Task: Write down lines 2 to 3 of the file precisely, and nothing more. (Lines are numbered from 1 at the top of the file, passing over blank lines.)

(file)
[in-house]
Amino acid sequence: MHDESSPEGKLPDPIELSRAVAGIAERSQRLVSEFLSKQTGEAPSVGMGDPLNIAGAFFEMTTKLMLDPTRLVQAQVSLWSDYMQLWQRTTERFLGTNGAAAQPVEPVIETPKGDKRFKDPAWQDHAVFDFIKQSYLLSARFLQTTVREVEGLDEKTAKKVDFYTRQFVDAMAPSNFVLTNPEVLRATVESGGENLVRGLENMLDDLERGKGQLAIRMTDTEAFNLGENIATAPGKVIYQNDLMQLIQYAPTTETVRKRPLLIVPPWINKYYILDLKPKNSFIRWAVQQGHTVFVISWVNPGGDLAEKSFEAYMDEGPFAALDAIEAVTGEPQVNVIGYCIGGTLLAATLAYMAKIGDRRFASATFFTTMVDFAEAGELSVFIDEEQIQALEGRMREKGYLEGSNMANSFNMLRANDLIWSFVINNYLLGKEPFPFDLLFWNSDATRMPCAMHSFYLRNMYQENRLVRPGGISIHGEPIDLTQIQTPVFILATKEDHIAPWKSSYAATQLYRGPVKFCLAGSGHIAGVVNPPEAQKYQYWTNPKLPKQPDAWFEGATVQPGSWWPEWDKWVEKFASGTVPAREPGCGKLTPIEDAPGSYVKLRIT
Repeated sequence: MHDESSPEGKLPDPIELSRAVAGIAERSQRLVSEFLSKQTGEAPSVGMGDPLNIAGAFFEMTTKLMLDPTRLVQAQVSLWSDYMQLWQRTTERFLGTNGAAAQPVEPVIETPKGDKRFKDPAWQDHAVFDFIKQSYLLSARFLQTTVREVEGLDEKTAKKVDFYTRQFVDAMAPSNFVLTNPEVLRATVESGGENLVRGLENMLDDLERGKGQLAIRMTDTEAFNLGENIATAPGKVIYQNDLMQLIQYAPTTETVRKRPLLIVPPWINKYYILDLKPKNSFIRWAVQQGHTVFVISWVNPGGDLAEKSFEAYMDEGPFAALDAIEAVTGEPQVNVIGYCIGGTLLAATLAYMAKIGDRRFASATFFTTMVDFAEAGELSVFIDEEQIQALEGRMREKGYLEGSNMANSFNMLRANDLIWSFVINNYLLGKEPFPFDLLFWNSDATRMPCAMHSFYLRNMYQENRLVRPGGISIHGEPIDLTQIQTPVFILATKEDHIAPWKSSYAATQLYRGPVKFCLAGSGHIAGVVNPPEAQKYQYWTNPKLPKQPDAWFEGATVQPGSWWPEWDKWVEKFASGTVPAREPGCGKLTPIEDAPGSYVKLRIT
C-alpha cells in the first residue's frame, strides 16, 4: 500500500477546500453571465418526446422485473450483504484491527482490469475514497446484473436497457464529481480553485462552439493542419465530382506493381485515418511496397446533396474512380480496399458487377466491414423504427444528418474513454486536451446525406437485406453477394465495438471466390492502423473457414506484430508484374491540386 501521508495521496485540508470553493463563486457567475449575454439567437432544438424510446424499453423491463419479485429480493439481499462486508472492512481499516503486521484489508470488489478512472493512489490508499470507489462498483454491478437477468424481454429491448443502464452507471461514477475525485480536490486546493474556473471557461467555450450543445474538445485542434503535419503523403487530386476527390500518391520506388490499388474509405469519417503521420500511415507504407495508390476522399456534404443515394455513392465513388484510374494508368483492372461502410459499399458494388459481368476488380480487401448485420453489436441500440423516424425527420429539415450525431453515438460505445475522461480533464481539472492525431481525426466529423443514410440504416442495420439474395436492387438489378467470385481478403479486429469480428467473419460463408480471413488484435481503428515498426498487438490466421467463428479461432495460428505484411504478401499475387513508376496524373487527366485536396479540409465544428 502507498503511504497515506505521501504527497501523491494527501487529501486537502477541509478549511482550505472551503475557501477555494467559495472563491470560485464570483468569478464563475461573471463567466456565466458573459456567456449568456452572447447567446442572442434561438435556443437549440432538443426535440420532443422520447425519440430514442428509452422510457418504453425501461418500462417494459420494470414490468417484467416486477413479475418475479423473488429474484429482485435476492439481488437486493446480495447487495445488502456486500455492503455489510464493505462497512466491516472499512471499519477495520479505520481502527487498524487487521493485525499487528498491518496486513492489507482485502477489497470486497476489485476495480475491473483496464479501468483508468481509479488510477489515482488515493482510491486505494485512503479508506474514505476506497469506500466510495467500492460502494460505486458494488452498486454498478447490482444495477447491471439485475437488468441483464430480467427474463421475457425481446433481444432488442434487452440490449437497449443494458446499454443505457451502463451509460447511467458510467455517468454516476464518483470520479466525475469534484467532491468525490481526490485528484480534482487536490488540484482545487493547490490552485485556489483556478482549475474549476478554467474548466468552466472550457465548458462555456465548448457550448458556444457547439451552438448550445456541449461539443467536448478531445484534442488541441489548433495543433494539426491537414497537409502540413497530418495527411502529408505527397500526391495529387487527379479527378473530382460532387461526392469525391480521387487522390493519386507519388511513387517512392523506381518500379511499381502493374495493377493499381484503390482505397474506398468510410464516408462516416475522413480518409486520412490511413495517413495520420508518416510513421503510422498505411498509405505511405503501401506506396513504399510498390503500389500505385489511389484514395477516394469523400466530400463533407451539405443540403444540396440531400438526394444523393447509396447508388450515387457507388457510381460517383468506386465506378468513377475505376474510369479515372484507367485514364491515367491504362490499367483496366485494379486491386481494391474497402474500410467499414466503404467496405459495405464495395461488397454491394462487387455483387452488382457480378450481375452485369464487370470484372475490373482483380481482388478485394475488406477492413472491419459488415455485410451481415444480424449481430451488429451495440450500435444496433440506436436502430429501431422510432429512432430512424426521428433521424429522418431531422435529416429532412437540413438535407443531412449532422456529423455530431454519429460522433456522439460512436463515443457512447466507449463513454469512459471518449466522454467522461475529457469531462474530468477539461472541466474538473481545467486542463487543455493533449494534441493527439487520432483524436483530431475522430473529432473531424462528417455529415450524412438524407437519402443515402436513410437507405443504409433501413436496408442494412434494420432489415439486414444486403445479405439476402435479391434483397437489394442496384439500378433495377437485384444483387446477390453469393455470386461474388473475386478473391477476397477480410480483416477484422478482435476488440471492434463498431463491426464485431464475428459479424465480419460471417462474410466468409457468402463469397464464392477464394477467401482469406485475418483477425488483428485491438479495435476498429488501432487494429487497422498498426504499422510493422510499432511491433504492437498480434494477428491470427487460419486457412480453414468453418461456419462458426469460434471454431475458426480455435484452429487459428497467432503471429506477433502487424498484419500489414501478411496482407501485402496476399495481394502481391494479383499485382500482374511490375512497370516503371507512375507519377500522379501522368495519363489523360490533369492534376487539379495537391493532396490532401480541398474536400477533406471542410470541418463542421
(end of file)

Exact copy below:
Amino acid sequence: MHDESSPEGKLPDPIELSRAVAGIAERSQRLVSEFLSKQTGEAPSVGMGDPLNIAGAFFEMTTKLMLDPTRLVQAQVSLWSDYMQLWQRTTERFLGTNGAAAQPVEPVIETPKGDKRFKDPAWQDHAVFDFIKQSYLLSARFLQTTVREVEGLDEKTAKKVDFYTRQFVDAMAPSNFVLTNPEVLRATVESGGENLVRGLENMLDDLERGKGQLAIRMTDTEAFNLGENIATAPGKVIYQNDLMQLIQYAPTTETVRKRPLLIVPPWINKYYILDLKPKNSFIRWAVQQGHTVFVISWVNPGGDLAEKSFEAYMDEGPFAALDAIEAVTGEPQVNVIGYCIGGTLLAATLAYMAKIGDRRFASATFFTTMVDFAEAGELSVFIDEEQIQALEGRMREKGYLEGSNMANSFNMLRANDLIWSFVINNYLLGKEPFPFDLLFWNSDATRMPCAMHSFYLRNMYQENRLVRPGGISIHGEPIDLTQIQTPVFILATKEDHIAPWKSSYAATQLYRGPVKFCLAGSGHIAGVVNPPEAQKYQYWTNPKLPKQPDAWFEGATVQPGSWWPEWDKWVEKFASGTVPAREPGCGKLTPIEDAPGSYVKLRIT
Repeated sequence: MHDESSPEGKLPDPIELSRAVAGIAERSQRLVSEFLSKQTGEAPSVGMGDPLNIAGAFFEMTTKLMLDPTRLVQAQVSLWSDYMQLWQRTTERFLGTNGAAAQPVEPVIETPKGDKRFKDPAWQDHAVFDFIKQSYLLSARFLQTTVREVEGLDEKTAKKVDFYTRQFVDAMAPSNFVLTNPEVLRATVESGGENLVRGLENMLDDLERGKGQLAIRMTDTEAFNLGENIATAPGKVIYQNDLMQLIQYAPTTETVRKRPLLIVPPWINKYYILDLKPKNSFIRWAVQQGHTVFVISWVNPGGDLAEKSFEAYMDEGPFAALDAIEAVTGEPQVNVIGYCIGGTLLAATLAYMAKIGDRRFASATFFTTMVDFAEAGELSVFIDEEQIQALEGRMREKGYLEGSNMANSFNMLRANDLIWSFVINNYLLGKEPFPFDLLFWNSDATRMPCAMHSFYLRNMYQENRLVRPGGISIHGEPIDLTQIQTPVFILATKEDHIAPWKSSYAATQLYRGPVKFCLAGSGHIAGVVNPPEAQKYQYWTNPKLPKQPDAWFEGATVQPGSWWPEWDKWVEKFASGTVPAREPGCGKLTPIEDAPGSYVKLRIT